Mick Turner, Converts, #(2038)

Oct 8, 2014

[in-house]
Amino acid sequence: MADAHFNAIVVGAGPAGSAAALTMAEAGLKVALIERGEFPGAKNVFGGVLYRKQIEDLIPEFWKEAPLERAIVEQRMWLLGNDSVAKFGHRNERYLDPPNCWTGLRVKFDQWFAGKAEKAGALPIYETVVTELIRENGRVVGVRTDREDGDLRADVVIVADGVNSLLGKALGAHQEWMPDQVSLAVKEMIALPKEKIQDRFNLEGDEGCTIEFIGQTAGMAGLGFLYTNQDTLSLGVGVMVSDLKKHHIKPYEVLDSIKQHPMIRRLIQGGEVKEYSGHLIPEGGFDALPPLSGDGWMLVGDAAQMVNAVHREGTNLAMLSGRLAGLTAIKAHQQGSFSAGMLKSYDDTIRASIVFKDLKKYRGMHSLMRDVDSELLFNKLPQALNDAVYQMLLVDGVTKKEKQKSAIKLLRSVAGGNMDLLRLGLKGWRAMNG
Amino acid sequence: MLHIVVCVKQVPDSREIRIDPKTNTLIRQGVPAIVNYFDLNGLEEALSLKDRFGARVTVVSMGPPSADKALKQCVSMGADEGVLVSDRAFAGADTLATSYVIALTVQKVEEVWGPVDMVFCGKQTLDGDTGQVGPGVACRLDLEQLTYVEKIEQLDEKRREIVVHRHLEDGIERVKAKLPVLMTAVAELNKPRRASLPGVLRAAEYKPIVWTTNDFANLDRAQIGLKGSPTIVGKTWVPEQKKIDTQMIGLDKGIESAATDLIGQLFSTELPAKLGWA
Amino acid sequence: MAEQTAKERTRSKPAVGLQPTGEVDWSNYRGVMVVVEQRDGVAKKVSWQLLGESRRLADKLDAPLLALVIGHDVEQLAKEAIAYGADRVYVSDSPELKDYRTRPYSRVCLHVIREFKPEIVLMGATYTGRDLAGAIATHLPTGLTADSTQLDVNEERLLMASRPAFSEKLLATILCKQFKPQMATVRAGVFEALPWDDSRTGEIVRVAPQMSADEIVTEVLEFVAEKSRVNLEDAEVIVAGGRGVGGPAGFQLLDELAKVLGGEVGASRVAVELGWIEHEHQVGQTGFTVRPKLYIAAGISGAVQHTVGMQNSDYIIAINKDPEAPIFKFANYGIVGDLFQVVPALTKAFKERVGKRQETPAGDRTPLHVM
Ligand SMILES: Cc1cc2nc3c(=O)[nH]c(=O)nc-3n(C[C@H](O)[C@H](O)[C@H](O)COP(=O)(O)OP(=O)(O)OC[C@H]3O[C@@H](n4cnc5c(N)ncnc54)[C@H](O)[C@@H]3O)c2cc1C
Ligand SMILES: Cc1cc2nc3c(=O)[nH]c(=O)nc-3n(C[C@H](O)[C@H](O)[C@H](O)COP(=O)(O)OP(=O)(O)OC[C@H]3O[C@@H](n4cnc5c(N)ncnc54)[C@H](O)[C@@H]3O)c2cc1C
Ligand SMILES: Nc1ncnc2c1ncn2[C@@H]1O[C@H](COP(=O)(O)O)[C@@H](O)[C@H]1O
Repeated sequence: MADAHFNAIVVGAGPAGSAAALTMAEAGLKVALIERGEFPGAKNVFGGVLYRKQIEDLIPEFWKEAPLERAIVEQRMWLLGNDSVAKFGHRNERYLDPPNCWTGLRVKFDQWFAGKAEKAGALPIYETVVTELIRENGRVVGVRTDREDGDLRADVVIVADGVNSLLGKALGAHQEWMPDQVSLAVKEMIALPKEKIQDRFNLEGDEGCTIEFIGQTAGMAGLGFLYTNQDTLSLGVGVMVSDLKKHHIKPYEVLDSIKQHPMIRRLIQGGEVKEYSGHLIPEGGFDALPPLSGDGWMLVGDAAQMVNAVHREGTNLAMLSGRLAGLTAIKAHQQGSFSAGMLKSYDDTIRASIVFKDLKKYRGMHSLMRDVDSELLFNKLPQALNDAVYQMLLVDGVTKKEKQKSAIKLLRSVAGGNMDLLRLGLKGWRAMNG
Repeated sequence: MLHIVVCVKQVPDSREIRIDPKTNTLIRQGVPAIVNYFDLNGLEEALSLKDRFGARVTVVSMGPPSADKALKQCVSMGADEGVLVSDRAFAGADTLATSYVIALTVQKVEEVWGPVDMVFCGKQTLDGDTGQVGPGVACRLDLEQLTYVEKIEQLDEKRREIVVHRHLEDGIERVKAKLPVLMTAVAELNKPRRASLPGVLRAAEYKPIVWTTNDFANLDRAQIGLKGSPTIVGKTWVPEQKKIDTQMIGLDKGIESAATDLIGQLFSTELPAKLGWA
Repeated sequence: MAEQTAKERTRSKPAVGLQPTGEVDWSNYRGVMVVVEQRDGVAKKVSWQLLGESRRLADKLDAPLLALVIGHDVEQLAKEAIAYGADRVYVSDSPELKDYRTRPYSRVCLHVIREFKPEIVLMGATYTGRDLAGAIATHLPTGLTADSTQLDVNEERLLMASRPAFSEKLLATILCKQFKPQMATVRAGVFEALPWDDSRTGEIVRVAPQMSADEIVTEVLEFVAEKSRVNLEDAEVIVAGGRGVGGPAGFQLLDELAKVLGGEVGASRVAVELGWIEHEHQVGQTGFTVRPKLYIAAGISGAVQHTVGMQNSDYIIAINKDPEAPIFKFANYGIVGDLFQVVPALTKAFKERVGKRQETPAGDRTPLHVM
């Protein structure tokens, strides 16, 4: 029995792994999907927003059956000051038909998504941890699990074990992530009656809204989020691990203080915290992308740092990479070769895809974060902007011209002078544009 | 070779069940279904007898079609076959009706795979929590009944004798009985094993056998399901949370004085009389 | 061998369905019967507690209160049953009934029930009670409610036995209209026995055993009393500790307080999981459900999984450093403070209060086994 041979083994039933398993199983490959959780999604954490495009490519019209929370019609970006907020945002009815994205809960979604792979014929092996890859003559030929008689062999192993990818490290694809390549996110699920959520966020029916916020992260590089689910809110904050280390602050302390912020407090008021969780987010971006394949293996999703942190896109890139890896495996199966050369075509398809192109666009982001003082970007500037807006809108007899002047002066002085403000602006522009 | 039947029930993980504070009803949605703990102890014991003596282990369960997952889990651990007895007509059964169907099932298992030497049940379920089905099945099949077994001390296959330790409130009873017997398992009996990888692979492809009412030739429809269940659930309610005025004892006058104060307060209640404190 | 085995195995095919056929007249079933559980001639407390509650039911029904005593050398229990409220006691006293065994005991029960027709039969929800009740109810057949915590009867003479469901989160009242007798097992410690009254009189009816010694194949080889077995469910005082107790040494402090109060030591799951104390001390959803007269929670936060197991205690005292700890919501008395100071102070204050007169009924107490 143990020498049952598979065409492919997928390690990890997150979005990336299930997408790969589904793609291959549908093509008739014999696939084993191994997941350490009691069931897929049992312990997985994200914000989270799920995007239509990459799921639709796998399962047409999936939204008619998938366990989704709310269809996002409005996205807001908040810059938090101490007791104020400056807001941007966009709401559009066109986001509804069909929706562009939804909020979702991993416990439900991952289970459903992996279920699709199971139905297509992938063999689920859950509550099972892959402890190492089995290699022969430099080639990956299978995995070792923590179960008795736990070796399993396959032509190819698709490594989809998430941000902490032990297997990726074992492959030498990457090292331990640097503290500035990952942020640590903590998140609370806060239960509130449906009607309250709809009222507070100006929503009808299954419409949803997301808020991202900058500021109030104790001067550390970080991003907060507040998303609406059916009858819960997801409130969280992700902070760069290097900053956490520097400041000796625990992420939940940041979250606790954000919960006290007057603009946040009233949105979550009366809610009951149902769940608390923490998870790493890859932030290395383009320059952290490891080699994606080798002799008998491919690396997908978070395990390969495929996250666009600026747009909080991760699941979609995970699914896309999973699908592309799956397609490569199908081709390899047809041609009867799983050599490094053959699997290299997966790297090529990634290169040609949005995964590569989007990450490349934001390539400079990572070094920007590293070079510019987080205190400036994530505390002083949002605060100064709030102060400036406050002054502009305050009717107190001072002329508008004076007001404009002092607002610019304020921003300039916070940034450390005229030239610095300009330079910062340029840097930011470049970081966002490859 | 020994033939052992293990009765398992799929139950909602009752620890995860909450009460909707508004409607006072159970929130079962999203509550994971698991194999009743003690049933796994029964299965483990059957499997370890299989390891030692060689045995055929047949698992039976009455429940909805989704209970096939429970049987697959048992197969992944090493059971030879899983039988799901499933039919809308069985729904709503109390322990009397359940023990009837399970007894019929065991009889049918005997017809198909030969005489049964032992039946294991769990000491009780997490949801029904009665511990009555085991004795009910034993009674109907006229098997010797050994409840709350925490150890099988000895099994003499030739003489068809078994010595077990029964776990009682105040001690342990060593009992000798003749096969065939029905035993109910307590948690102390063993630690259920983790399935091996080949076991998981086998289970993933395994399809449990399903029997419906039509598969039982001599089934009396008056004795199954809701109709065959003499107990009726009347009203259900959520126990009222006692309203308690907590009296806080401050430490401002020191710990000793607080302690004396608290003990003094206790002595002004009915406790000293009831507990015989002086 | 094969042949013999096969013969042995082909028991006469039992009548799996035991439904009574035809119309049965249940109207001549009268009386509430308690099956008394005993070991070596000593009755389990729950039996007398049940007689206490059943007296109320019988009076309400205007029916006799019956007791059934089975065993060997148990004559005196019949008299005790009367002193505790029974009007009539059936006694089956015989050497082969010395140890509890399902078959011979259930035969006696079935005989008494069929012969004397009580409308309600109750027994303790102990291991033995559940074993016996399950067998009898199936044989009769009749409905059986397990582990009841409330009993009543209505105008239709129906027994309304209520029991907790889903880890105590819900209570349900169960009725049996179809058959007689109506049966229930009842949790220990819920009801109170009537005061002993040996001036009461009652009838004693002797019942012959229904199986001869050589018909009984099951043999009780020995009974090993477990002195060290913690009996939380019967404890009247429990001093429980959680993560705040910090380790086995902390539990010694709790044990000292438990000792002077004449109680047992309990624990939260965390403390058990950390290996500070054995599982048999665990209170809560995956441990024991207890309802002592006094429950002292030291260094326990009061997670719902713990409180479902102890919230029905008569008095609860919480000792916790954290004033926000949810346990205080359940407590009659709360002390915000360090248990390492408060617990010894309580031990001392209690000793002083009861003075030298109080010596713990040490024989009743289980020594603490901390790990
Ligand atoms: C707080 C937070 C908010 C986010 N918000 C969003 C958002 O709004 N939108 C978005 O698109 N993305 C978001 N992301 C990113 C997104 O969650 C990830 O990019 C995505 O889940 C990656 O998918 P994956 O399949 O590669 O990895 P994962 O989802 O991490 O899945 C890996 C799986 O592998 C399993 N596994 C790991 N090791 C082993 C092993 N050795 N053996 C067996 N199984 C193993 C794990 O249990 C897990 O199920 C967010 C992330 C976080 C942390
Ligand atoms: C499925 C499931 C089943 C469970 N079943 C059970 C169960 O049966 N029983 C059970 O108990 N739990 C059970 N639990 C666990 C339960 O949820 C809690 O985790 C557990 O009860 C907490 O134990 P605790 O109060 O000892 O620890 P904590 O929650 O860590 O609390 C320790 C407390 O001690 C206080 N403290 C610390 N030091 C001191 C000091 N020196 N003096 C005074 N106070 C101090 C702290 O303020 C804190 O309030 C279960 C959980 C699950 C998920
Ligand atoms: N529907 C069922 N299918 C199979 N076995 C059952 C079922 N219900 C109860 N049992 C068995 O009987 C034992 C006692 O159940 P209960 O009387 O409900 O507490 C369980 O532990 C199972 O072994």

As a Gen Y growing up through the early 90s I had experienced the time when religion was still commonplace in public schools, with the idea that being Christian was what made people normal. Indeed I was quite devout during those years, praying constantly, feeling guilty about almost everything. In a way it was just like being imprisoned in a void of sucking up in order to feel like a good natured, mature and (here comes that word) ‘faithful’ human being. It wasn’t until my early 20s when I finally started to think outside the box. When I started to notice just how many people were coming out of the closet as good people who lack the literal belief in fantasy. Shaking off the indoctrinated state I had built up over 20 years was very tiresome, it almost felt like self diagnosis and self treatment for a mental condition that I was totally unqualified to deal with. Shaking off the myth also happened to be a huge motivation for my education and career prospects where I no longer felt the urge to remain subordinate to conservative Christian circles who in most cases prefer the company of those with lesser aspirations, those who they can feel sorry for and assist on an ongoing Mother Teresa style basis. And so came the barrage of generalizations such as ‘look – another angry, antisocial atheist!’ mistaking personal aspiration for selfishness and highlighting the outspokenness of many atheists as if it is nothing but causeless rebellion. I tend to think of the attempt to silence atheists with the old ‘look another angry one!’ accusation as nothing different to labeling black Americans as ‘nothing but angry’ during the early days when they had to argue their way out of the slave trade – they had good reason to be angry and their efforts are paying off in a morally correct way. My eventual turning away from such religious non-reasoning has encountered many friendship casualties along the way. It has been a deafening journey even for a layman like myself, but what keeps me going isn’t ‘faith’ in the way a religious person would define it. My faith is in human ability, compassion and persistence with driving this world into a state where it is no, longer bound by religious progress inhibition. Even if we envision that time to be long after our deaths, the consideration for the wellbeing of those we will never know is what makes us better, more morally considerate people than any ‘person of theistic faith’ who’s primary drive is to suck up for a better reputation in the mind of their god. Richard Dawkins was one of the most motivating, reasonable figures in my journey away from religious mind shackles and I have faith that his legacy will spread further. Hopefully there will come a time where the secular peace of the Netherlands will be seen as the inspiration hub of the world rather than the U.S and the Middle East.

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